The shock has sparked the Victorian Automobile Chamber of Commerce (VACC) and the Motor Trades Association of Australia (MTAA) to urgently seek government modification to the eligibility requirements.
VACC industry policy advisor Mick McKenna today told GoAutoNews Premium that after interim meetings with government advisors and the chief executive of the National COVID-19 Commission, Peter Harris, there was optimism that the eligibility could change.
He said that at the moment, the issue was “grim”.
A VACC survey released today revealed 82.7 per cent of Victorian dealers were ineligible and that staff losses in the new-car sector alone will amount to 23 per cent of the payroll.
“These are dealer-specific jobs only,” Mr McKenna said.
“This does not include the flow down to the Victorian aftermarket which relies on the health of dealers.
“It also does not include motorcycle, truck and farm machinery dealers who are in a similar situation.”
The VACC said 82.8 per cent of survey respondents, representing 529 dealerships, would not qualify for JobKeeper 2.0 under the current eligibility requirements.
Further, it said:
- The 24.9 per cent drop (with JobKeeper not being available to most dealerships from September – December) will see an estimated 3285 jobs lost at Victorian car dealerships for the period February – December 2020
- From March – September, 1226 Victorian employees were either lost, made redundant, or not replaced
- From September 28 – December 28 (with no JobKeeper) it is estimated that a further 1847 jobs will be lost to the Victorian dealership sector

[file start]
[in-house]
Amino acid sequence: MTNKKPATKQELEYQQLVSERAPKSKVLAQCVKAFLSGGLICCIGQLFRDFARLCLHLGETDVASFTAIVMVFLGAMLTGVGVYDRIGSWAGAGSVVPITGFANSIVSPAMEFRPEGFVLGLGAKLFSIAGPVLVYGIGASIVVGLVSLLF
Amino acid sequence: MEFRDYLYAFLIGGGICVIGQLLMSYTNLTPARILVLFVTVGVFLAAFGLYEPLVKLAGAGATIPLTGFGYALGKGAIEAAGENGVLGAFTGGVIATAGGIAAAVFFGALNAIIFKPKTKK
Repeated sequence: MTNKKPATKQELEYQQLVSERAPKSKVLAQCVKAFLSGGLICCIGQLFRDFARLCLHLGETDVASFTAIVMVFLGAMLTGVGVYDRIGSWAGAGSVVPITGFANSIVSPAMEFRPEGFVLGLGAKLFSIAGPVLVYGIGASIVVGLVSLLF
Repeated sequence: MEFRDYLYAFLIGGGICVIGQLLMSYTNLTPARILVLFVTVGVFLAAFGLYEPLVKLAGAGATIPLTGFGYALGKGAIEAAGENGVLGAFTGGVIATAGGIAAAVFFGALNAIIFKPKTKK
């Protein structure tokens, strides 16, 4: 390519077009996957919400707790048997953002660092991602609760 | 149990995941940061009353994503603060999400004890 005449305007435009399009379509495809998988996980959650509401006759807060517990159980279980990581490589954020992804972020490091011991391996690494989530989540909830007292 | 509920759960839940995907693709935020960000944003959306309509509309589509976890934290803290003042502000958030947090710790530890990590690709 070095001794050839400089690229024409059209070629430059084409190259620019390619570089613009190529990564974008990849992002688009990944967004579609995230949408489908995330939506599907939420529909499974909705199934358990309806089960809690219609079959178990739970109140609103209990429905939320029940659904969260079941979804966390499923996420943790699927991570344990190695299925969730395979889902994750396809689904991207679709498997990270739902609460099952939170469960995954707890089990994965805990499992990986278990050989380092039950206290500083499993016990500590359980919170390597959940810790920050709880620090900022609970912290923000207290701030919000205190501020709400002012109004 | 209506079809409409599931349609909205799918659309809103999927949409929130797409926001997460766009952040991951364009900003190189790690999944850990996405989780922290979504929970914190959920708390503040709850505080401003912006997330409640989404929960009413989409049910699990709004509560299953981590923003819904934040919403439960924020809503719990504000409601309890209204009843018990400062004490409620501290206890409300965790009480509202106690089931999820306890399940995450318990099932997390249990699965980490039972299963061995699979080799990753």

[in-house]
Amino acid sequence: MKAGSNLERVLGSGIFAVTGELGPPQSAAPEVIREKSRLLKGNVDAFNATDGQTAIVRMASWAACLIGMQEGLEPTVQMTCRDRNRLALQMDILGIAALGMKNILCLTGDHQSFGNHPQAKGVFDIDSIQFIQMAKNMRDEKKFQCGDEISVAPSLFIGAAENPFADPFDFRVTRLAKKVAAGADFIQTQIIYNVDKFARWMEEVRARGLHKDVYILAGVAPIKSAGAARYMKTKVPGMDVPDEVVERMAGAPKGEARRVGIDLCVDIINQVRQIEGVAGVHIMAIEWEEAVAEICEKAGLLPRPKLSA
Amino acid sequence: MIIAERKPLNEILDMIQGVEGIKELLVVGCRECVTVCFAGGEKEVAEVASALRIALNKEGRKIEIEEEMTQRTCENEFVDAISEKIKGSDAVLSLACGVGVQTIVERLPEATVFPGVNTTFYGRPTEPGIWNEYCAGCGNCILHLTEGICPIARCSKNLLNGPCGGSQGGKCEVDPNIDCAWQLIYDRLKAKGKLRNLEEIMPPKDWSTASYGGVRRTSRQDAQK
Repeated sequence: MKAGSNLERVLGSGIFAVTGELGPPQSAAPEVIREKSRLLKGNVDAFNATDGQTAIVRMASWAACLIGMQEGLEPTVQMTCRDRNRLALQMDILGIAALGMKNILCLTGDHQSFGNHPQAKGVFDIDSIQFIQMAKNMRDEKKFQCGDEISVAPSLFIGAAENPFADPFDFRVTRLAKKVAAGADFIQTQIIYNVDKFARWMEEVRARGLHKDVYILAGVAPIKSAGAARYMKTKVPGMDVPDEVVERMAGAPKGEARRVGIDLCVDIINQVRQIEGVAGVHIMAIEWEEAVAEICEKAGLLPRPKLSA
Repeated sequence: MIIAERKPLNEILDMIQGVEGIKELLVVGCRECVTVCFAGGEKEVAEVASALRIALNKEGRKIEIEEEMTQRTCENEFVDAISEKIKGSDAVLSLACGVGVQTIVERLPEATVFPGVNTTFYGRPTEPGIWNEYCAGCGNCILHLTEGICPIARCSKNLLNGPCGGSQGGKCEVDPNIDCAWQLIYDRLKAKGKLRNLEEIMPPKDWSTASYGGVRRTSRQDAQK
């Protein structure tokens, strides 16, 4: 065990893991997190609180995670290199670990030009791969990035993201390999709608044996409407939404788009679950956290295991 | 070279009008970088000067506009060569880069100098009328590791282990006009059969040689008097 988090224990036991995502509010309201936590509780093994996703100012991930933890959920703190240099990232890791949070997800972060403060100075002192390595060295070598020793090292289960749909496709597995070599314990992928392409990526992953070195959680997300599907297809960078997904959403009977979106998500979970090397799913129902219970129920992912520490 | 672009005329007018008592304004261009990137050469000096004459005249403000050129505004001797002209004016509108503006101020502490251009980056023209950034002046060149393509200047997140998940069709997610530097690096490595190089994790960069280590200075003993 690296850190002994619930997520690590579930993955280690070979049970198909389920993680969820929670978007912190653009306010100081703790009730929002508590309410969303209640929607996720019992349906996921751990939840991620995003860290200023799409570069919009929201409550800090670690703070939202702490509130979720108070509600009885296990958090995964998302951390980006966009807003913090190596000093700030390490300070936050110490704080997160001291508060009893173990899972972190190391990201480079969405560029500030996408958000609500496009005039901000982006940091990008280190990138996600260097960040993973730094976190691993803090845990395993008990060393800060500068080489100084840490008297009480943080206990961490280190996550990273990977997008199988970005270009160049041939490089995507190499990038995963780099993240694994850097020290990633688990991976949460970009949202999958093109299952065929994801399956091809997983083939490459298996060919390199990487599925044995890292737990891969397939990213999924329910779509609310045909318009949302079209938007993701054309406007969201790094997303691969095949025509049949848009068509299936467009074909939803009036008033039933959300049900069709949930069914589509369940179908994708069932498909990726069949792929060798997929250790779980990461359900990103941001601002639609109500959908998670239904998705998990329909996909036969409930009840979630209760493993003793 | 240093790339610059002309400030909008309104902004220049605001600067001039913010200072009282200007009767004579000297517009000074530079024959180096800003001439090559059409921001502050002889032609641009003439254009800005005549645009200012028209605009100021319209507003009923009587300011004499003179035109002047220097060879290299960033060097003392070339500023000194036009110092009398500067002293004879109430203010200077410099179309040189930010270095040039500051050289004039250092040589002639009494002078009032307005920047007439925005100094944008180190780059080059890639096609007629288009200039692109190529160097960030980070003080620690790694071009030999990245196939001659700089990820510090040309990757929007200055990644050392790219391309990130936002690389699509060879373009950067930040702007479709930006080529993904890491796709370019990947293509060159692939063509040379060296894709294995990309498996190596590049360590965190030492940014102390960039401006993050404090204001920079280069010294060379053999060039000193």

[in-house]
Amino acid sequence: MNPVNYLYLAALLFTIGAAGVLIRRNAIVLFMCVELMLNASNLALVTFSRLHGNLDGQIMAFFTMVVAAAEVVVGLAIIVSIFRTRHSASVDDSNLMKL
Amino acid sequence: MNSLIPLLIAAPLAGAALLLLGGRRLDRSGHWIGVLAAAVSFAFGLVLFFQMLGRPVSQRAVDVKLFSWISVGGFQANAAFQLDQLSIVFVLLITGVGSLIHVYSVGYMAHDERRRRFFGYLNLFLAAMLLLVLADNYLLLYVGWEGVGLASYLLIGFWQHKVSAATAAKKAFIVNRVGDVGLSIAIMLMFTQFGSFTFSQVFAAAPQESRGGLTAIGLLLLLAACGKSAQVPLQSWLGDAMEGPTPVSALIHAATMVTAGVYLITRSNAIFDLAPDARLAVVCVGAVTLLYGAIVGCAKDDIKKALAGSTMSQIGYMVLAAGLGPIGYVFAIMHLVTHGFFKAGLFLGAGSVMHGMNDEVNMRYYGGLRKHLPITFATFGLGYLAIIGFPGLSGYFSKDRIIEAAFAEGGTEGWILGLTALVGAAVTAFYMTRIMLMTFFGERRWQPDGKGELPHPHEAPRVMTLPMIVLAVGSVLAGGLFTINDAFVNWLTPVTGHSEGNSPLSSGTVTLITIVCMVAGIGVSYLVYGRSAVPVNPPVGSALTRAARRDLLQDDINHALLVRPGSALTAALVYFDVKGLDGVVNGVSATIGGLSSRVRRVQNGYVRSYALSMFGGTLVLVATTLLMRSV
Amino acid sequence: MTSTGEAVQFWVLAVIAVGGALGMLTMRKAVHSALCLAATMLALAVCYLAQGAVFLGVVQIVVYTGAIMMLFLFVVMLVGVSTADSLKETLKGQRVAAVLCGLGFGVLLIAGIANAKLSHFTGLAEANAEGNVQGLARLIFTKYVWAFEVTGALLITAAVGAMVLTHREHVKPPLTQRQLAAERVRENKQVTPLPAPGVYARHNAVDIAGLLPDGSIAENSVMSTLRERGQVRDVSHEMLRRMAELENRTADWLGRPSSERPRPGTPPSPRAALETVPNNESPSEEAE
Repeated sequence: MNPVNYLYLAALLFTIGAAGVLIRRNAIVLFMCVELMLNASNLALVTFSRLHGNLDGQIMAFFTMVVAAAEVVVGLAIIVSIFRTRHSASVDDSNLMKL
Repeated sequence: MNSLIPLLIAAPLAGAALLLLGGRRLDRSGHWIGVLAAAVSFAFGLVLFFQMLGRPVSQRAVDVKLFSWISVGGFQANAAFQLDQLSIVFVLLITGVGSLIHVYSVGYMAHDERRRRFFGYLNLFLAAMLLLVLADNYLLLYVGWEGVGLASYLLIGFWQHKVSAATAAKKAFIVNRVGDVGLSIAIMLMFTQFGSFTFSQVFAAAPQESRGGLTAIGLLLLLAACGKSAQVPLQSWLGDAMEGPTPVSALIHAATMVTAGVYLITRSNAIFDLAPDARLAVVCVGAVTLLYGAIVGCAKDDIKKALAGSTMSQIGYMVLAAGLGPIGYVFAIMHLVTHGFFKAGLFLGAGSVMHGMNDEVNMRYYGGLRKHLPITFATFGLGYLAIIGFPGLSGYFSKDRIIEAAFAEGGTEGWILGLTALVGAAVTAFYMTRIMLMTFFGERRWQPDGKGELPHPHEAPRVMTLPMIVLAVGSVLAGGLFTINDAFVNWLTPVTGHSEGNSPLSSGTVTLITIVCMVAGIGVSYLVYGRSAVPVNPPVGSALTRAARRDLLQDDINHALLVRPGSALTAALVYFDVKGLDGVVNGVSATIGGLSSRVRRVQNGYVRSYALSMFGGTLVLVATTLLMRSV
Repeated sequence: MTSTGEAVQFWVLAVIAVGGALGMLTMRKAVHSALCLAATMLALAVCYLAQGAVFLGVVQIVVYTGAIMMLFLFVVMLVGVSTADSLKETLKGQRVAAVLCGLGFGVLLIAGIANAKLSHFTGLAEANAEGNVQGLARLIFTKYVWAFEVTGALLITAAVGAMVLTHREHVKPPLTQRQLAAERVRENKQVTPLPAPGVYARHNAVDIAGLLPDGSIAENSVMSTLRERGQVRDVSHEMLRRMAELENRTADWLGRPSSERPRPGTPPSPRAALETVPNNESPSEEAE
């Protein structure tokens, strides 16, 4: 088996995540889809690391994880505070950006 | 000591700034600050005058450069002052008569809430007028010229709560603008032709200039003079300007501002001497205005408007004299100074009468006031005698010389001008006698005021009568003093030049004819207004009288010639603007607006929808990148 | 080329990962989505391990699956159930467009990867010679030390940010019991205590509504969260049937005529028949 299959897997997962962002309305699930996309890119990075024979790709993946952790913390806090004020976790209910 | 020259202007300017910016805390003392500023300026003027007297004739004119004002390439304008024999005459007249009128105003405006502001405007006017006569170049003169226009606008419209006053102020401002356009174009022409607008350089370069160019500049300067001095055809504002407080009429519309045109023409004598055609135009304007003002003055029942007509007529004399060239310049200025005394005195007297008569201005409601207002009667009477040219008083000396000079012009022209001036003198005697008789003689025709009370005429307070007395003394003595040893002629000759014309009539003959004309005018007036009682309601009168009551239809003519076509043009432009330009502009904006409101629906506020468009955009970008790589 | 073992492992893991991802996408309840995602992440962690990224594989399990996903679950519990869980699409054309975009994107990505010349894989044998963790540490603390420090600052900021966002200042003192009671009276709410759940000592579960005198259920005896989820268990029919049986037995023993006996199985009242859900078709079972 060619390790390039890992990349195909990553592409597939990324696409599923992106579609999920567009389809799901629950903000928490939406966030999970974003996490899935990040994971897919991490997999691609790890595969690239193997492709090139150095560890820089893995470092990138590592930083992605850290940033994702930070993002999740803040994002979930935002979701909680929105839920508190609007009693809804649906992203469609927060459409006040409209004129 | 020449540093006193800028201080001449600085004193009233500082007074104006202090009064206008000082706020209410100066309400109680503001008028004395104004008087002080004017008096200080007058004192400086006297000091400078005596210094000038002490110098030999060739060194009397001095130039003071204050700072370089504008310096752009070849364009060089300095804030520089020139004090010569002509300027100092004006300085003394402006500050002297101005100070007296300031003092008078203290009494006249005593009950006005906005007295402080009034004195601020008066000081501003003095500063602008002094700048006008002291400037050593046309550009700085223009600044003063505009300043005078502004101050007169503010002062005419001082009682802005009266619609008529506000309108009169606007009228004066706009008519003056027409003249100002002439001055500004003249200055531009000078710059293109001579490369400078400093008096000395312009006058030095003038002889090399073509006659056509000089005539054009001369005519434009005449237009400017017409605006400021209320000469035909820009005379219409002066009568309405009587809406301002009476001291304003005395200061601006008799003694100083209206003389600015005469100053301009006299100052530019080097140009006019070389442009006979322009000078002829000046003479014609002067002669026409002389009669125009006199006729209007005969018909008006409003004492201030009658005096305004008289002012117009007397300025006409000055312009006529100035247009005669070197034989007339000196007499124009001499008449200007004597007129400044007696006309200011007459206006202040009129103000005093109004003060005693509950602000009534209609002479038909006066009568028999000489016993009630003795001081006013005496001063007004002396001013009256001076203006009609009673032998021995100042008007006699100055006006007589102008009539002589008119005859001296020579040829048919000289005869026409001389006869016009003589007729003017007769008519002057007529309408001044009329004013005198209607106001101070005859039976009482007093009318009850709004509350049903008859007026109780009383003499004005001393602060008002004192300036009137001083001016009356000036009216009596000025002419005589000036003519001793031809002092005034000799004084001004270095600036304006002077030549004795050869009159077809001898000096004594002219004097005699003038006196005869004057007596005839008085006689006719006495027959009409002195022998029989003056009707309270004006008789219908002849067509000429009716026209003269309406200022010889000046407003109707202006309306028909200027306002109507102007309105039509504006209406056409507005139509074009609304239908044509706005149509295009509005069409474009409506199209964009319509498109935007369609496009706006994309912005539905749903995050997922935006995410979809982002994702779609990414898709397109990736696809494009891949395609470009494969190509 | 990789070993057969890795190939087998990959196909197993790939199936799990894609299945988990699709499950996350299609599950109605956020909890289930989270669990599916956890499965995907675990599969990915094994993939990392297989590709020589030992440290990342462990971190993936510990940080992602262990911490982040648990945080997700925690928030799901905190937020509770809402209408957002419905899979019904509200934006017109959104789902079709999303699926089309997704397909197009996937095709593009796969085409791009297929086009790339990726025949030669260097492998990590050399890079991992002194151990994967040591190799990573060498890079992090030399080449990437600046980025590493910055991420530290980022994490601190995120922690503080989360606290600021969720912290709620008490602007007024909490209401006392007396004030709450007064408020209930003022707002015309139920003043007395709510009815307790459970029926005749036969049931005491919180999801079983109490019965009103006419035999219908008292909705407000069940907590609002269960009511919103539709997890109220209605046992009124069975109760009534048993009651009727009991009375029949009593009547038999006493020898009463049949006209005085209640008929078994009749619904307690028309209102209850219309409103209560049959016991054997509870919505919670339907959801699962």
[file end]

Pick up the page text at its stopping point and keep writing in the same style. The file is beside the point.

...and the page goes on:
Note these are dealer-specific jobs only. This does not include the flow down to the Victorian aftermarket which relies on the health of dealers.
The VACC offers the following information to its members:
- No dealership showrooms or parts department on-site operation. On-line , contactless is ok to fulfill on-line orders.
- Service departments at franchise dealer and independent mechanics etc can remain open for the service /repair of vehicles or parts supply for vehicles from customers who are a permitted service
- Service departments can remain open for repair of vehicle under the auspices of maintaining the health and safety of Victorians at home or work? ( a less complicated definition would be appreciated )
- Repair by exception is ok
- Point 3 & 4 we take to mean safety issue that must be fixed
- What happens with new cars that are due for delivery to consumers after Wednesday.
What we need from the Government to advise industry as a matter of urgency is :
- Can a dealer service division /independent mechanic still do a scheduled retail, general/logbook services?
- Can a dealer service division /independent mechanic advise their customer base that they are open for service?
- Can a dealer service division continue to do recall work?
- Can a consumer, who lives more than 5kms from the dealership bring their vehicle to that dealer / business? Or if a customer is more than 5 km away from business can the dealer collect the car?
- What happens with new cars that are due for delivery to consumers after Wednesday?
- Interstate or regional Victoria deliveries of cars and/or parts. Direction on process.
By Neil Dowling